Before you shoot me for the title, I do need an emergency fund. In fact everyone needs to have one. However, I had one that’s a little non-traditional. Of the people that have emergency funds, it seems like most have them in bank accounts earning very little interest. Some of them are smart and get an account like an ING or Emigrant Direct that pays a much higher interest rate. I can’t argue with that plan, but I chose to go a different route.
I set up a Home Equity Line of Credit (HELOC). I’ve tapped into it from time to time and it’s hurting me a bit to pay 8% on the loan. However, I’m making about 19% (16% after adjusting for risk) on my Prosper account. I’d make 8% by simply borrowing more from my HELOC and lending it out on Prosper. With Prosper being new and somewhat unproven, I’ve decided to hedge my bets and split my money between paying off the HELOC and lending out money.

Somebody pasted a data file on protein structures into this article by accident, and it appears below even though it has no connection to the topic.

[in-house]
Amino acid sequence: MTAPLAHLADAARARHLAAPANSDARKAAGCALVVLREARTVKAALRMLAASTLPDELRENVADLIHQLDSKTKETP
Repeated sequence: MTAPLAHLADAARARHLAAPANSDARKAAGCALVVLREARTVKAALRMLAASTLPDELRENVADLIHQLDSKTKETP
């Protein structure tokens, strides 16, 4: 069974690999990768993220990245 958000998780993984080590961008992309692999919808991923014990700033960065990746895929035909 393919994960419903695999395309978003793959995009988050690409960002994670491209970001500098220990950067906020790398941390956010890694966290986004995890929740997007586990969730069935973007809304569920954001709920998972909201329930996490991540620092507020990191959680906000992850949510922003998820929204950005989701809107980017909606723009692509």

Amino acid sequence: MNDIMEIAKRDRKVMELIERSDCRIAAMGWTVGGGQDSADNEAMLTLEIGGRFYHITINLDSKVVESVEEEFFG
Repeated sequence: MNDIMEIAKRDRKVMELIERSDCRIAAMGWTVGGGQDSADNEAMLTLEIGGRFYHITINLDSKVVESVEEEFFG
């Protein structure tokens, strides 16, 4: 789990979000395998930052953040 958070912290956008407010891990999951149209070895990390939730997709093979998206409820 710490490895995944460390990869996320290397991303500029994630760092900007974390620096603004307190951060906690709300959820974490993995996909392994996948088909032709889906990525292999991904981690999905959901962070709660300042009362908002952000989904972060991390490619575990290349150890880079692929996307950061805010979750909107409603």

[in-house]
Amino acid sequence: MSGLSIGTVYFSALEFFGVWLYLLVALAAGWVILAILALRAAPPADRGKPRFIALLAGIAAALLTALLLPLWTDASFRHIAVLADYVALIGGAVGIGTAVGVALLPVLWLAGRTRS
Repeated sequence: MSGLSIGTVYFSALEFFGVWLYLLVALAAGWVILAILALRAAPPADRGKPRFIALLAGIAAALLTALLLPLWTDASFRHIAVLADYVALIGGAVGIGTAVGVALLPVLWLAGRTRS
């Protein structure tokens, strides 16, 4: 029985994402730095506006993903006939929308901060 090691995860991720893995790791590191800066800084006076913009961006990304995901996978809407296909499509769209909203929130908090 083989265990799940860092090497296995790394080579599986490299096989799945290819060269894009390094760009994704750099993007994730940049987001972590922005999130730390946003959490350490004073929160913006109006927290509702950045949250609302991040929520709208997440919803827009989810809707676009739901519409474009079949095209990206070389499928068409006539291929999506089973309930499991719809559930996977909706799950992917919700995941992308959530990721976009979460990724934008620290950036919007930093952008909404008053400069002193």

Back to the HELOC as an Emergency Fund. I think people generally tend to be in the “emergency state” for 6 months and typically they are very rare. If I can earn better than 4-5% more on a 6 month safety cushion than I can in a high interest bank account, I think I’ll come out far ahead over 30 years.
[…] shouldn’t have much money in cash at all.Â Check out Lazy Man and Money who explains “Why I don’t have an Emergency Fund.”Â Lazy Man uses his HELOC as his emergency fund.Â I think if you look at the math of Lazy […]
[…] you shouldn't have much money in cash at all. Check out Lazy Man and Money who explains “Why I don’t have an Emergency Fund.” Lazy Man uses his HELOC as his emergency fund. I think if you look at the math of Lazy […]